So, for example, if we want to set read and write for ourselves and the group, and have no permissions whatsoever for the other users, we could use the permission 660.

For the extra bit at the front, if the fourth digit is omitted, chmod will leave the current setting. To clear the suid, sgid, and sticky bits, you must specify a 0 firstly to zero out the bit.

Using chmod

chmod is used by specifying the permissions, then the file to be operated on, for example:

chmod g+rwx filename

grants the group read/write/execute permissions to that file, or

chmod 755 filename

Writing 755 octal into binary would give us 0111101101, which translated into the usal permission notation would be -rwxr-xr-x, which gives all users the ability to read and execute the file, but neither the group nor any other users can write to the file.

chmod can be used to reCurse down a directory tree - that is apply the same permissions to all files in a directory and its subdirectories by using the -R flag. For example,

chmod -R 755 *

sets all files in the current directory to the same permission above.

Examples

Let's say we had the following file called "foo" below, and we wanted to give the owning user read, write and execute permission.

----------  1 james james 0 Jan 23 00:25 foo

We can see above that the file called "foo" is owned by a user called "james" and the owning group is also called "james", but there is absolutely no permissions set on the file. Well, provided you are logged in as the owning user, or root, and you're sitting in the same directory in this case, you could type the following:

chmod u+rwx foo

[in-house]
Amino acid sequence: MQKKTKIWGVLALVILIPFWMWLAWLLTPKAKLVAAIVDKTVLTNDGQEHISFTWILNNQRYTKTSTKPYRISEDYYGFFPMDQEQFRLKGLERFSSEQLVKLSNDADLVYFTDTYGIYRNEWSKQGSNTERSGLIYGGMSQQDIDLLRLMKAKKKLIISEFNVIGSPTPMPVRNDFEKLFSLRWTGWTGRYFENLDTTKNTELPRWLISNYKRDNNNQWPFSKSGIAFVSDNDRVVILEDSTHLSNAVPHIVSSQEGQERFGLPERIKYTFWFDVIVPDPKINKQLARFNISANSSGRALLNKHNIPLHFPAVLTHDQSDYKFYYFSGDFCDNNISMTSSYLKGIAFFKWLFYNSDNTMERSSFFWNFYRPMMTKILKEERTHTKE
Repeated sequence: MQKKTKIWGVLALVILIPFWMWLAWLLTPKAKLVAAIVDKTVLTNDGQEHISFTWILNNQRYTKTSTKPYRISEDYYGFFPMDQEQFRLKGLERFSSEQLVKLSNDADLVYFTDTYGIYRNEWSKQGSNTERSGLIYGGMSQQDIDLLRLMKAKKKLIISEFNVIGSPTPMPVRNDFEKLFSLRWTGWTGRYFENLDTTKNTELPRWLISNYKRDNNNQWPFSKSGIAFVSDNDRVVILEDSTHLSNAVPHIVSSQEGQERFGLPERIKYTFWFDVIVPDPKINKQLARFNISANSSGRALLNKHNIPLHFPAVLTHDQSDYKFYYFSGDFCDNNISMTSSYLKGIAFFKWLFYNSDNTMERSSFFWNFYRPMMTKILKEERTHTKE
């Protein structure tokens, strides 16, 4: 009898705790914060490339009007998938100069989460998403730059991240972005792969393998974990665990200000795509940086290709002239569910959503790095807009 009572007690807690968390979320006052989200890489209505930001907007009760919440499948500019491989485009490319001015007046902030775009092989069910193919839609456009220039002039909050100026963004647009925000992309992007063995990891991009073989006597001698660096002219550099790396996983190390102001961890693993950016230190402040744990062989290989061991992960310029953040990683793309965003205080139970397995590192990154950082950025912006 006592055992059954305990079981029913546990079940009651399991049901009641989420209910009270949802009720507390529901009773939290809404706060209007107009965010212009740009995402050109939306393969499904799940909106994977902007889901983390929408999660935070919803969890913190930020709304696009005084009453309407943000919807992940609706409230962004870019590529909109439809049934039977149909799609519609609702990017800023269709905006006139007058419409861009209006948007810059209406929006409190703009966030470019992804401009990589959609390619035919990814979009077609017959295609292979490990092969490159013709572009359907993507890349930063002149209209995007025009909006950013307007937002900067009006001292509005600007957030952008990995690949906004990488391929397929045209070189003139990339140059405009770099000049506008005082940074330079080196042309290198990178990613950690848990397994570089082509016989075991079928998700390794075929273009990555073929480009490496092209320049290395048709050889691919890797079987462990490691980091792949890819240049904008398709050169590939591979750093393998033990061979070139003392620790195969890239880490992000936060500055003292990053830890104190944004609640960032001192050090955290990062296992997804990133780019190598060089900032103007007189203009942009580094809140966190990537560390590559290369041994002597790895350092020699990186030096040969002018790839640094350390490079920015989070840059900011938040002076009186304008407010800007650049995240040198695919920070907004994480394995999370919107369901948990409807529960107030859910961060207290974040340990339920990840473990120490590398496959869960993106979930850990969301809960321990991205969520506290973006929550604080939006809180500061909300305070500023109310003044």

Now we should have output from the ls command like this:

-rwx------ 1 james james 0 Jan 23 00:25 foo

Let's say we wanted to gave the owning user just read permission to a file called "foo" and no other permission. We could do just that with the following command:

chmod 400 foo

Assuming that the file "foo" has an owning user and group called "james", the ls -la command would display something similar to the following:

-r-------- 1 james james 0 Jan 23 01:35 foo

Let's say we wanted to give the owning user read permission and everyone else (including the owning user) "execute" permission for the file called "foo". We could use the following command:

chmod 511 foo

Notice how the output of the ls command has changed below:

-r-x--x--x 1 james james 0 Jan 23 01:35 foo

In one more example, we will give the owning user read, write and execute permission, and everyone else just read permission.

chmod 744 foo

Notice how the output of ls -la has changed once again:

-rwxr--r-- 1 james james 0 Jan 23 01:35 foo

Note: It's usually a very bad idea for security reasons to give everyone full read, write and execute permissions using chmod 777 So please try and avoid doing that wherever possible, as it defeats the purpose of permissions.

Case study

LTSP environment, students were able to view other students' work.

cd /home; chmod -R 750 *

Worked like a charm so that only owner can view and edit files.

Provided by

Most (all?) Linux distributions incorporate this from the GNU Coreutils: man page

Related Commands

  • chattr- Change attributes (Linux filesystems)
  • chgrp- Changes group ownership of a file
  • chown- Changes user/group ownership of a file
  • ls - Lists files
  • touch - update timestamps

See also